Accordingly, in “A Real Little Game: A Performance of Belief in Pervasive Play,” McGonigal notes some of the outstanding efforts by the players to *not* remove the curtain between the puppet masters and the players. At the time, the game designers and its sponsors stonewalled the press which was questioning the game’s association with Spielberg’s movie, A.I. Elan Lee, one of the designers of the game, explains that they had to push it as an experience that never admitted that it existed. In order to explain the voluntary surrender of the players to the pleasure of the narrative and game, McGonigal accounts several incidents that could have been potentially disasterous for the game. Although the game was clearly set in 2142 AD, the players were not bothered by this “slight” incongruity. According to Lee, none of the players presented much of a resistance in any of the premises the designers set forth. To top it all, there were mistakes that the game designers made that could have seriously jeopardized the continuation of the game. For example, someone, by using the “WHOIS” lookup query, discovered that all of the game-related Web sites were registered under the same name (an oversight which wouldn’t be made today). While the designers anticipated that this discovery would irrevocably shatter the illusion that the Web pages are independently created, owned, and maintained and put an end to the game, the announcement (which was made by a player) was met with anger and resistance by others who feared that experience would end. Later on, players discovered that the Microsoft corporation was behind the Beast because the domain names were registered under people affiliated with Microsoft (Elan Lee being one of them). And as one of the players explains “Ahh, Microsoft is trying to control our minds… But you know, I am OK with that.” According to McGonigal, players actively chose to ignore the rupture in the game reality and continued to play “as if.” McGonigal quotes from some of the players: “Let’s put aside the fact that perhaps, under the surface of the game lies an unsavory plan to get the majority of the players to purchase additional software, game players, books, and DVDs.” Despite the fact that designers at times knowingly made errors to see who would take the bait and publicly out them, they were surprised to see that no one took the opportunity. Even when one of the players hid a piece of information that was needed to solve one of the puzzles, other players acted quickly to come up with solutions that would allow them to solve the puzzle anyway without any puppet master intervention.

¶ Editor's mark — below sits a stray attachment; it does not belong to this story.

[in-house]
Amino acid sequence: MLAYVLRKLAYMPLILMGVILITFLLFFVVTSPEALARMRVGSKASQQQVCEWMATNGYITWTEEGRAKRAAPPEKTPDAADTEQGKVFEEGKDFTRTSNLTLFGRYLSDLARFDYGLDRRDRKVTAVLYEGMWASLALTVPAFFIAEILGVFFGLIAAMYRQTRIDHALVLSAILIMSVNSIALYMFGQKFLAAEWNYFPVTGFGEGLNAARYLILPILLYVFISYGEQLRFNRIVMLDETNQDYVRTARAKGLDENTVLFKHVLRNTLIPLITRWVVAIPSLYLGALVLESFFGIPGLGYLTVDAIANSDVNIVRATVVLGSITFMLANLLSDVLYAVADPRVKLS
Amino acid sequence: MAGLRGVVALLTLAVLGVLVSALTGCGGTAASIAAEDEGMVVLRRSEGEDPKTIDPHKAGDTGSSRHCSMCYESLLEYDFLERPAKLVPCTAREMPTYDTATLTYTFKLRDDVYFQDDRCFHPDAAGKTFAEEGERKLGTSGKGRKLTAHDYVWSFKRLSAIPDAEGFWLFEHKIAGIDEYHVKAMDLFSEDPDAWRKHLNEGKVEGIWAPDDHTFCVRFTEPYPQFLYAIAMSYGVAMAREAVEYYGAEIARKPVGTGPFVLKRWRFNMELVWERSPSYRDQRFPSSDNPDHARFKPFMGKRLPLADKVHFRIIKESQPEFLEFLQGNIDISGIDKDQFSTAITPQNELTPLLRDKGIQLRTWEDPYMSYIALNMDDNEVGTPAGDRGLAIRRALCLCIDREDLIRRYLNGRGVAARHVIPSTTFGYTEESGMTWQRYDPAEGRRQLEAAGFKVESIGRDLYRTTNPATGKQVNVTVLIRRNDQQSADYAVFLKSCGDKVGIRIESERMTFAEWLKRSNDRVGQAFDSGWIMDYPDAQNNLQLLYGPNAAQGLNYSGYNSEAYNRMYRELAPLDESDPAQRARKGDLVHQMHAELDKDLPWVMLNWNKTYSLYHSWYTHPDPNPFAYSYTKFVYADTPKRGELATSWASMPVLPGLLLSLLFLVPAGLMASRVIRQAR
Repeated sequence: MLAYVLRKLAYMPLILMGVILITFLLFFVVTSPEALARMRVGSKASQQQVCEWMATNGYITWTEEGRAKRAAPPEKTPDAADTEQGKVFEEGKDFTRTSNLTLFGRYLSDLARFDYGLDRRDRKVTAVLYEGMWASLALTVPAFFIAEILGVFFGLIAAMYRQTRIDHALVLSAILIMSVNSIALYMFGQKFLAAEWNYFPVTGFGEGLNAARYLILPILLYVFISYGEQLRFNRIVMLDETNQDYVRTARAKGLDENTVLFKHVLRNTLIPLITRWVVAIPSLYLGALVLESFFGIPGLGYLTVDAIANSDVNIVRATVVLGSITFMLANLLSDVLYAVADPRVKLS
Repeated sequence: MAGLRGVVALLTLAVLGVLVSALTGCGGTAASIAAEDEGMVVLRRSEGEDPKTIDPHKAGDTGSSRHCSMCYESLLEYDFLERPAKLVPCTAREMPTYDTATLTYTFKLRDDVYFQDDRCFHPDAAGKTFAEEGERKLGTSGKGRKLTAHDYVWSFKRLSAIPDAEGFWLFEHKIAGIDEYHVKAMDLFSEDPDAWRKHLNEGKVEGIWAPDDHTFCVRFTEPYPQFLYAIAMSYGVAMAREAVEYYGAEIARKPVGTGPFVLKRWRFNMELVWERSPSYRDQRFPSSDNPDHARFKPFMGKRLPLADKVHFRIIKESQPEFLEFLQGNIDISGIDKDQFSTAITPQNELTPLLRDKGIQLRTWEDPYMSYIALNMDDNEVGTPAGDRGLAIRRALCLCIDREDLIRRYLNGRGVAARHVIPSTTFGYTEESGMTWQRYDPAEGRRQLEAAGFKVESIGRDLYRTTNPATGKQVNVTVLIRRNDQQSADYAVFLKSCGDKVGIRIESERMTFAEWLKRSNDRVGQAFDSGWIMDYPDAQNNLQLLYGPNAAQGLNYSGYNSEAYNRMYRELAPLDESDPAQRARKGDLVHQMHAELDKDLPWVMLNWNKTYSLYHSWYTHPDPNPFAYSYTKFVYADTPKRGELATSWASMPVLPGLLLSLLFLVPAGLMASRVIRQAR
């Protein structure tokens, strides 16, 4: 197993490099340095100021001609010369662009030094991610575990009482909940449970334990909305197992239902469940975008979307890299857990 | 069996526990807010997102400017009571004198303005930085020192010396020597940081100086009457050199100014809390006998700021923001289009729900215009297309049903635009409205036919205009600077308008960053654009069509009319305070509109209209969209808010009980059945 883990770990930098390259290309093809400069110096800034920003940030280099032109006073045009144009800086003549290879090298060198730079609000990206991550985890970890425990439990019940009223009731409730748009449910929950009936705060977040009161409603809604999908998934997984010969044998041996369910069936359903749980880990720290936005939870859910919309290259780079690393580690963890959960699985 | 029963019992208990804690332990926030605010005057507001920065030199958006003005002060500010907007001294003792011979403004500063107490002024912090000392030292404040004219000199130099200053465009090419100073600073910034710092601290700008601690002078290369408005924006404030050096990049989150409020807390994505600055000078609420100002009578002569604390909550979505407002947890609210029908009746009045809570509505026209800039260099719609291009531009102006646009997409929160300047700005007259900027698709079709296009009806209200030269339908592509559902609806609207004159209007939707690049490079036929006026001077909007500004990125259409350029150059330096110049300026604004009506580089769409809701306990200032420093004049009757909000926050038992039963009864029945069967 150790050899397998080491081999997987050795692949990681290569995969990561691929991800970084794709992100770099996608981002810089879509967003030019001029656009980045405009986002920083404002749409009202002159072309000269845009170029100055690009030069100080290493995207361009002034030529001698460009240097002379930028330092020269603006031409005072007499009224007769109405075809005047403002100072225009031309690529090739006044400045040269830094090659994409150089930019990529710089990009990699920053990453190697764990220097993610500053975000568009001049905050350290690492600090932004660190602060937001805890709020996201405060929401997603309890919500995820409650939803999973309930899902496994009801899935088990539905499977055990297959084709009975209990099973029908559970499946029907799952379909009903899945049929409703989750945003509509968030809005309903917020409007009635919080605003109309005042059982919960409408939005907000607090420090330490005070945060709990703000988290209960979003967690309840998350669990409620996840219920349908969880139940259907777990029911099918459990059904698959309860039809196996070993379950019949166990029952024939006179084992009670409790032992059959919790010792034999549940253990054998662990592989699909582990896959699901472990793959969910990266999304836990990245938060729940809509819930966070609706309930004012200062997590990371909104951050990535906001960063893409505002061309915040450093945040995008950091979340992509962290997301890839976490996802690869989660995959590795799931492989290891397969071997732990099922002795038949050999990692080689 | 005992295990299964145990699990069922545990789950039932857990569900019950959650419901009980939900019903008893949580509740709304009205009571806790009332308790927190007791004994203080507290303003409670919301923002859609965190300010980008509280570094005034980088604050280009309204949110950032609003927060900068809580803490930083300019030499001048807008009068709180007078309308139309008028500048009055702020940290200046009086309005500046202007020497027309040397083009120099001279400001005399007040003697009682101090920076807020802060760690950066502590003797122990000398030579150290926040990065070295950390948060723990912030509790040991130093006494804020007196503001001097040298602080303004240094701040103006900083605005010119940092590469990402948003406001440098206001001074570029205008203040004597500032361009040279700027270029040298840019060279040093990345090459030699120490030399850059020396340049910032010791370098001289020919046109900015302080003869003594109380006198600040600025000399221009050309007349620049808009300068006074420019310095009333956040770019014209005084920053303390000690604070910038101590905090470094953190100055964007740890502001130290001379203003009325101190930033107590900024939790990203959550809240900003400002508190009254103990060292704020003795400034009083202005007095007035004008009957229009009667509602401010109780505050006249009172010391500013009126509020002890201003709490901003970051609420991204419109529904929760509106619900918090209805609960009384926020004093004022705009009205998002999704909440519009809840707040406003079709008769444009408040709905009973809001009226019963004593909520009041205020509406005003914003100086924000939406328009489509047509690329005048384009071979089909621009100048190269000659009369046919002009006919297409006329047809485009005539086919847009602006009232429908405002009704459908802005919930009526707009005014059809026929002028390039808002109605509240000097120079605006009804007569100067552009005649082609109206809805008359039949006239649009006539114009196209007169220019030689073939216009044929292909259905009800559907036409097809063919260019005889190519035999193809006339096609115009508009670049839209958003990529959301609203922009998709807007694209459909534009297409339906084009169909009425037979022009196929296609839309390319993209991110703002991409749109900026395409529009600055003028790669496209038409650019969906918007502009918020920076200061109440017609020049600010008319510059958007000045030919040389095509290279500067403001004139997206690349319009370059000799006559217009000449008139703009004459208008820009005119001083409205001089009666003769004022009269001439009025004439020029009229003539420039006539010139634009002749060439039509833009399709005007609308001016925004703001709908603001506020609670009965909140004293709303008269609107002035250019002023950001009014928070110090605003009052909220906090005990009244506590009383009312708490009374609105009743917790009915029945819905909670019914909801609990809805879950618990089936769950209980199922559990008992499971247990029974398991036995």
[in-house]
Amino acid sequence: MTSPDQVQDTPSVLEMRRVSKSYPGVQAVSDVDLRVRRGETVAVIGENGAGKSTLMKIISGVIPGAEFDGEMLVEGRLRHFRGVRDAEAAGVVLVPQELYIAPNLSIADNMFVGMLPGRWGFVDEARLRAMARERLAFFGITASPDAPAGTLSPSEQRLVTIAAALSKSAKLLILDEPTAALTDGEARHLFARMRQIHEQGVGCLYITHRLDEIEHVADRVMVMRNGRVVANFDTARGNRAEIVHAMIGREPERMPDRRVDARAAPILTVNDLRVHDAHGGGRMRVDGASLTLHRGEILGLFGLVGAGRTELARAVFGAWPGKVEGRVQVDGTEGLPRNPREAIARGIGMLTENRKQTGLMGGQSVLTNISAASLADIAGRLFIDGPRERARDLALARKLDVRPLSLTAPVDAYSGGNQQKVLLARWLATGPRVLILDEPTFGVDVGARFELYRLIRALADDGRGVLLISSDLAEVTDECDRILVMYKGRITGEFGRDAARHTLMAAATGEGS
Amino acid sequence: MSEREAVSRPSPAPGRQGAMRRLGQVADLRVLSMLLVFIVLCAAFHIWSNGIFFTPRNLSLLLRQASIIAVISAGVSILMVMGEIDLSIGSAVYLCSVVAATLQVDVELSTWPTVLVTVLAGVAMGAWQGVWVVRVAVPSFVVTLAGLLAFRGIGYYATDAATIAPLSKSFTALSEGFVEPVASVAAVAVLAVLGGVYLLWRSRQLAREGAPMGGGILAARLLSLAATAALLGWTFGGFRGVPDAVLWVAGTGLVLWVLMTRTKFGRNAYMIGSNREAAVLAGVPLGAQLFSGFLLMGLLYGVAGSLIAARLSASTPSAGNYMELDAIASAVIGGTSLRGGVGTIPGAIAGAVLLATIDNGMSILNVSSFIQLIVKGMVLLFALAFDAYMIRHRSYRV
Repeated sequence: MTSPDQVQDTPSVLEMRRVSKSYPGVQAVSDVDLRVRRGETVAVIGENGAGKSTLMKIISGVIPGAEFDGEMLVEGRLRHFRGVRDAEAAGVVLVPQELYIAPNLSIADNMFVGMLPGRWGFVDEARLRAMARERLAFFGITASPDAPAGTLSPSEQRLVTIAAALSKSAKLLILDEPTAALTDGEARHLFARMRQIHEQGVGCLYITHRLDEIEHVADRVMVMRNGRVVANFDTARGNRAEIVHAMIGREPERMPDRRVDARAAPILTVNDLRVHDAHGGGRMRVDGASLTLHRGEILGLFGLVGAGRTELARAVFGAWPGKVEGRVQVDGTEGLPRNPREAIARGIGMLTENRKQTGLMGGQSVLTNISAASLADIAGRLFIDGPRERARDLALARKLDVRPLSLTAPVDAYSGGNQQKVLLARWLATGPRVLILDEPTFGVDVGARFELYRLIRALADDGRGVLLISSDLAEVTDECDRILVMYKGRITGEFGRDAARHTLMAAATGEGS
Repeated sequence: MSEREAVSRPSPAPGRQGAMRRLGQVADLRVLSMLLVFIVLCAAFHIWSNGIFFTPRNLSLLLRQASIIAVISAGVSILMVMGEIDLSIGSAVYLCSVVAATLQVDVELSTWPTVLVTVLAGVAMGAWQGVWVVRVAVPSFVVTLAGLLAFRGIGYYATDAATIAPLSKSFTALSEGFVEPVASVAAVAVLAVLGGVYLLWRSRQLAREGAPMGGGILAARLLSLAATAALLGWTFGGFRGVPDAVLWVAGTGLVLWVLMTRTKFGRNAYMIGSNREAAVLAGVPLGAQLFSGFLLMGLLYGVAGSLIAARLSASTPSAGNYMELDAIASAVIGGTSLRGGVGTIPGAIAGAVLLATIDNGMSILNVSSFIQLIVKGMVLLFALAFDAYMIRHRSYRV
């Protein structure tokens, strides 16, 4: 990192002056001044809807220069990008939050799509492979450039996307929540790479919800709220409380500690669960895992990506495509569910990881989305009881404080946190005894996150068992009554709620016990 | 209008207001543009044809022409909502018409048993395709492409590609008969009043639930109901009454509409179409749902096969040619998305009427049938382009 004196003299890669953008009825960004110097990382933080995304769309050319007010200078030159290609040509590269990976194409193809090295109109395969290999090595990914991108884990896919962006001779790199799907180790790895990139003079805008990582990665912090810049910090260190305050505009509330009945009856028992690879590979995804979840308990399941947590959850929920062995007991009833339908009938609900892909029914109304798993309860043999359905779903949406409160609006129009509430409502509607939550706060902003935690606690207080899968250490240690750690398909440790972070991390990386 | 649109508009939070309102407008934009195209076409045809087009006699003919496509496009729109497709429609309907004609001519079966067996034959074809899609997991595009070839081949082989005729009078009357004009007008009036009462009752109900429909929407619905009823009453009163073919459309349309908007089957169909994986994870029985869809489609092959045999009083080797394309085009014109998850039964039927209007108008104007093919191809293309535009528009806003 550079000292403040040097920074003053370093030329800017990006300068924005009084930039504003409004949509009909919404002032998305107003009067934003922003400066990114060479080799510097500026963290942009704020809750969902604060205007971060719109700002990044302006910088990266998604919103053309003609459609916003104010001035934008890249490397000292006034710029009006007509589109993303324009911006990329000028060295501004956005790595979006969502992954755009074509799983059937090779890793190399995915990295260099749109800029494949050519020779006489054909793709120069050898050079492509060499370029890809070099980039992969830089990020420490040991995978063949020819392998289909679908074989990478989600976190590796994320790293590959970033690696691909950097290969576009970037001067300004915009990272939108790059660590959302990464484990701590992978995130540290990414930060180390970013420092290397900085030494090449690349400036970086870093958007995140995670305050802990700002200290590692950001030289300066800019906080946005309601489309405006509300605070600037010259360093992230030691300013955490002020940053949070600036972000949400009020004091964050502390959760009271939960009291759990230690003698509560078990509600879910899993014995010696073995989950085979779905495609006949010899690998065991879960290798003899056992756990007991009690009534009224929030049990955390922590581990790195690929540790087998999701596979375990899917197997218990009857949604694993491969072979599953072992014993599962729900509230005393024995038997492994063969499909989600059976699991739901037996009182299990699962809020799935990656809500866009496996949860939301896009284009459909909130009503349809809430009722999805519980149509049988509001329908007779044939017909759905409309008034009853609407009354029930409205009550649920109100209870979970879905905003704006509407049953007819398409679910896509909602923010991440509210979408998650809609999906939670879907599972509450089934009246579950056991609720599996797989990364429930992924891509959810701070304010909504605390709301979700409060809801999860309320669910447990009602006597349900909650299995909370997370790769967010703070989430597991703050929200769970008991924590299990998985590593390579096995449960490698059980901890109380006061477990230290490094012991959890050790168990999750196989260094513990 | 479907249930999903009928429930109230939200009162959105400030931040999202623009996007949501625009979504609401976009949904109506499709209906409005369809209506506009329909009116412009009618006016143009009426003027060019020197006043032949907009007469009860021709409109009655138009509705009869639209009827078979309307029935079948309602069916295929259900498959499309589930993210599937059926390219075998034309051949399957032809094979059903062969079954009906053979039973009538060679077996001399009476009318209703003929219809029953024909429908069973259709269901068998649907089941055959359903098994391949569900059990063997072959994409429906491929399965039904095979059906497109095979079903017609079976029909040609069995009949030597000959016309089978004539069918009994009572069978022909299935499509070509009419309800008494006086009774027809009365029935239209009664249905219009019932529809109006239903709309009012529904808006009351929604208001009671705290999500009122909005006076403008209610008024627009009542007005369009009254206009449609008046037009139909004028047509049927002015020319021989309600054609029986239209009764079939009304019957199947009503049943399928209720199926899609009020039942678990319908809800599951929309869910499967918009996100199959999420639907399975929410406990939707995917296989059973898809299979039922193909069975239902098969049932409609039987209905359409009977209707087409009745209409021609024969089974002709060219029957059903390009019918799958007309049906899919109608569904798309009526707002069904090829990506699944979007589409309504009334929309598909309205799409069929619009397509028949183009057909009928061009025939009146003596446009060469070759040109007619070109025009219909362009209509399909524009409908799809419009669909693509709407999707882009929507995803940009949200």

The eagerness of the players to continue the experience despite the fact there are obvious clues that it was a game posits an interesting contrast to some of the other cross-media experiences that have occurred. Forget about cross-media… As a society, we seem to be infatuated with the question “Is this real?” For instance, when I am teaching literature classes, I am sometimes surprised to see some naive questions that come up or comments that are made in class discussions. When I was teaching Vladimir Nabokov’s Lolita, for example, my students were outraged: “This is disgusting!” “How can this be…” “Is this for real???” My response has always been “Does it really matter whether it is real or not?” But even then, some of my students were still reluctant to let go of their cultural baggage to “experience” this outstanding novel. Because Humber Humbert *is* a pedophile… Looking back at the research on LG15, I also see a stark contrast between how the fans of LG15 reacted to having figured out that Bree never existed and that everything was a show put forth by a group of producers who weren’t even a part of a big corporation and the Beast which was put forth by a beast-like corporation like Microsoft. I intend to investigate why that may have been the case in my next blog post…